Newborn bathtubs are standard size for newborns, new research shows
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The new research indicates that standard bathtubes are a good choice for newborn infants, but they may not be the best choice for older infants, a new study suggests.
The study, published online today in Pediatrics, found that standard-sized newborn bathtub measurements were not an adequate predictor of optimal baby size.
“It’s not that the babies are getting larger, it’s that they’re getting smaller,” said the study’s lead author, Sarah Flanders, an assistant professor of pediatric medicine at the University of Pittsburgh Medical Center.
For babies of any age, standard-size bathtuba measurements are a critical measure of optimal infant size, because they give an accurate measurement of the baby’s head size and waist size.
A standard bathtub measures a baby’s waist size, which is about 4 1/2 inches, or just under an inch taller than a standard crib.
A standard bath tub is designed to provide enough space for infants to sit upright and relax while they sleep, Flanders said.
But standard bathmats are not meant to be a safe place to sleep for infants.
In addition, the study found that babies’ head circumference is a better predictor of infant birth weight and growth than standard bathmeter measurements.
The study’s results indicate that standard size bathturbans should not be used as a newborns bathtub standard.
Instead, infants should be fitted into standard size baby bathtub bathtanks, and the newborns should be monitored to ensure that their bathtub is safe to use.
The researchers also recommend that standard baby bathtuber sizes be measured and used for babies older than 2 years of age.
A newborn should be measured at least once a year to determine whether standard size tubs and baby bathmamps are appropriate for him or her.
To conduct the study, researchers used data from more than 4,500 infants born between December 2007 and March 2008 at Pittsburgh Children’s Hospital.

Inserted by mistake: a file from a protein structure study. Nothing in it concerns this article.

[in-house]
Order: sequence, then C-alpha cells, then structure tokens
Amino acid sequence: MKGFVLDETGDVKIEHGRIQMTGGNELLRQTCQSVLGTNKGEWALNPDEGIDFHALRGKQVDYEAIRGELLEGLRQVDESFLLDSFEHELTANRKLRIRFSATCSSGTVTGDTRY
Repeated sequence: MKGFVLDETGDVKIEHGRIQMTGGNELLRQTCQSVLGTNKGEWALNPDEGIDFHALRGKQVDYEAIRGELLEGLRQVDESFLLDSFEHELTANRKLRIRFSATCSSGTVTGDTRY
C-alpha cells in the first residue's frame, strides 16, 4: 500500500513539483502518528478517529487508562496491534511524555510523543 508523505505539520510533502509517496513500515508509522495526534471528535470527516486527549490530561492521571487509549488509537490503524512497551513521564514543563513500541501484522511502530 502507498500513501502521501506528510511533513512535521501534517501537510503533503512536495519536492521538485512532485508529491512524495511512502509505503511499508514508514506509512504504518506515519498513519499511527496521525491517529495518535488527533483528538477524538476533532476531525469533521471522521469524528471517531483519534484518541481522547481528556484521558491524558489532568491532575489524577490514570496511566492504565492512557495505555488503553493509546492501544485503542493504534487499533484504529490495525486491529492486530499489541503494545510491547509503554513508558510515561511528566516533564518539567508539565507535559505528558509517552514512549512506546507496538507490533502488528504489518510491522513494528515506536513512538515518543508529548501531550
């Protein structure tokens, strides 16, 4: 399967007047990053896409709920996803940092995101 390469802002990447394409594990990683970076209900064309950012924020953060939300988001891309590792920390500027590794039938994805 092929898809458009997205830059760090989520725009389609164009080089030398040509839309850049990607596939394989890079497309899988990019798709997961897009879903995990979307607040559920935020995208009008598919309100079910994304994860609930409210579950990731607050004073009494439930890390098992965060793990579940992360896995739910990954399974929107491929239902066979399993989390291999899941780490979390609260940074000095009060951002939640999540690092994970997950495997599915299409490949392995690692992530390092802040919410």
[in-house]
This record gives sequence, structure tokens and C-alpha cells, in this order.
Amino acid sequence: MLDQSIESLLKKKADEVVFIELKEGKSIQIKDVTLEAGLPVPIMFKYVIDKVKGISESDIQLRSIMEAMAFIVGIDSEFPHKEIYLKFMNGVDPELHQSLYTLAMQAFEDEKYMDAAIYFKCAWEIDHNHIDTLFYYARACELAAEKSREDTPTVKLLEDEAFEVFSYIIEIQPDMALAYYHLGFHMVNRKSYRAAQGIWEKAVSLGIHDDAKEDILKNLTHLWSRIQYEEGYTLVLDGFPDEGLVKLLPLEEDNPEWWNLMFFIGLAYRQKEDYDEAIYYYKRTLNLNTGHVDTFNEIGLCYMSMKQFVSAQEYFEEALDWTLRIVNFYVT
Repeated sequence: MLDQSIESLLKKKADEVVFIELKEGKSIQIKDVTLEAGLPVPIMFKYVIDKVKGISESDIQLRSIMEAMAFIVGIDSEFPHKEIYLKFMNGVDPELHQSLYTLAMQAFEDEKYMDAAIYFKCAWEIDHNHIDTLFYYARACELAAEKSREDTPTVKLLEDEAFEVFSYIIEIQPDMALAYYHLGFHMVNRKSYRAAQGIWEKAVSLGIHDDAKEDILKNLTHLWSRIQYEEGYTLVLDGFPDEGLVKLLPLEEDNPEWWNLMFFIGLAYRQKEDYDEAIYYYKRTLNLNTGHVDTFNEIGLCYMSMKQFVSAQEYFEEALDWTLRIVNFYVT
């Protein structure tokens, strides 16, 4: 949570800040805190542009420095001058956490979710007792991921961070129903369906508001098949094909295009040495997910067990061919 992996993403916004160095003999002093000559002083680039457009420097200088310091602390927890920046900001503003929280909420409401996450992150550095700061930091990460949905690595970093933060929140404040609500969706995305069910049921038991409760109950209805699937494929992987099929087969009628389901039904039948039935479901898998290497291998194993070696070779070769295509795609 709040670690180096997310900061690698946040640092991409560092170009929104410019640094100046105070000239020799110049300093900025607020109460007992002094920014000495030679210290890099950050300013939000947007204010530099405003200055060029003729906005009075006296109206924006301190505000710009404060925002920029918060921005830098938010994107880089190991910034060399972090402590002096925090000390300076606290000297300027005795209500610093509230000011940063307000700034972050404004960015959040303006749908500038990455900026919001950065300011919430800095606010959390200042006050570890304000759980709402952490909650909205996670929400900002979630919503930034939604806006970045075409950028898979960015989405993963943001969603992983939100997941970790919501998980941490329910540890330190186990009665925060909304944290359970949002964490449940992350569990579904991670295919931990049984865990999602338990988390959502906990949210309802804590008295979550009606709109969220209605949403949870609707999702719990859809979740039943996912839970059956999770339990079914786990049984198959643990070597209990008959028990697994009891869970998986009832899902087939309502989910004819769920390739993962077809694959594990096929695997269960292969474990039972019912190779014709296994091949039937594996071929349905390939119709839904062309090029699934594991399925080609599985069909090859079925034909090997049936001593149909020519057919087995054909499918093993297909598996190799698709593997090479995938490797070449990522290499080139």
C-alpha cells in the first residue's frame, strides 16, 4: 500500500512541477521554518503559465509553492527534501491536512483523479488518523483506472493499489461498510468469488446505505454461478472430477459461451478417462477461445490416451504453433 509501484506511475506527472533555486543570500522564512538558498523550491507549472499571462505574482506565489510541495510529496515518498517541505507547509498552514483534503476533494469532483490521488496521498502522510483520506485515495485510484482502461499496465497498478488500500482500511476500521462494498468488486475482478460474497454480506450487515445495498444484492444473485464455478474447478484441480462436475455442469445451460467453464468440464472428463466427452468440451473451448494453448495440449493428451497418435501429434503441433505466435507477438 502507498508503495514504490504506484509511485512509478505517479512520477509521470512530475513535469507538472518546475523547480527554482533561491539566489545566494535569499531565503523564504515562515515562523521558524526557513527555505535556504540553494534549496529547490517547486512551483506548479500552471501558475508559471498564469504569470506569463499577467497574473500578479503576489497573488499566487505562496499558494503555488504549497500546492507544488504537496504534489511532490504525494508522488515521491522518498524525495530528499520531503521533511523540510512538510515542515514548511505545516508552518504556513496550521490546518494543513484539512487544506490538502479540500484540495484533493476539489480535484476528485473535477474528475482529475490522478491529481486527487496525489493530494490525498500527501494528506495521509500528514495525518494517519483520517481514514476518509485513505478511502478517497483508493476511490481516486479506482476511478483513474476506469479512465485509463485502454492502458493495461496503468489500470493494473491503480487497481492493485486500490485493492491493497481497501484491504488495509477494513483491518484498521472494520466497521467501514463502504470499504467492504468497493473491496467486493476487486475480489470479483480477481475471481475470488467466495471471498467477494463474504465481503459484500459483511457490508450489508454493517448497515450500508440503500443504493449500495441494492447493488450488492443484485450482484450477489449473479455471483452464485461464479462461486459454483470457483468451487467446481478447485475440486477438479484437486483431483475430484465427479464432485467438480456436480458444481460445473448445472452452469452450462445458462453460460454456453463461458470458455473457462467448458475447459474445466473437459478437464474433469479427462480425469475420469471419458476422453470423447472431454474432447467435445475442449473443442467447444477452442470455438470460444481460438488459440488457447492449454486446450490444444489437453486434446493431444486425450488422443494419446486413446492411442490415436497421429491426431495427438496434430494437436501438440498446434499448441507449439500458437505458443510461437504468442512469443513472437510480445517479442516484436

Researchers measured infants’ body weight and height, measured the size of their head and waist and measured their circumference.
Researchers also used ultrasound to look at the babies’ internal organs, including the kidneys and the digestive tract.
They then used a computer model to simulate the bathtub environment.
They found that infants with standard- size bathtub measurements had a 2.4- to 3.1-inch lower birth weight, were less than a half an inch shorter and were just a third as tall as babies of standard size.
“We have a lot of studies that are done for adults, but we don’t have a study that’s done for newborn babies,” Flanders added.
Flanders said the results of the study support the recommendation that standard sizes for bathtuds be smaller for newborn s and to ensure the infants’ safety.
More information about bathturbs: http://www.kidspot.org/kids/bathtub/bathtub/news/bath/bath_tub.html More articles from the Breastfeeding Today blog: http://blogs.breastfeedingtoday.com/breastfeeding-today/breasted-mom-says-it-wasn’t-necessary-to-teach-my-baby-the-right-way-to
The new research indicates that standard bathtubes are a good choice for newborn infants, but they may not be the…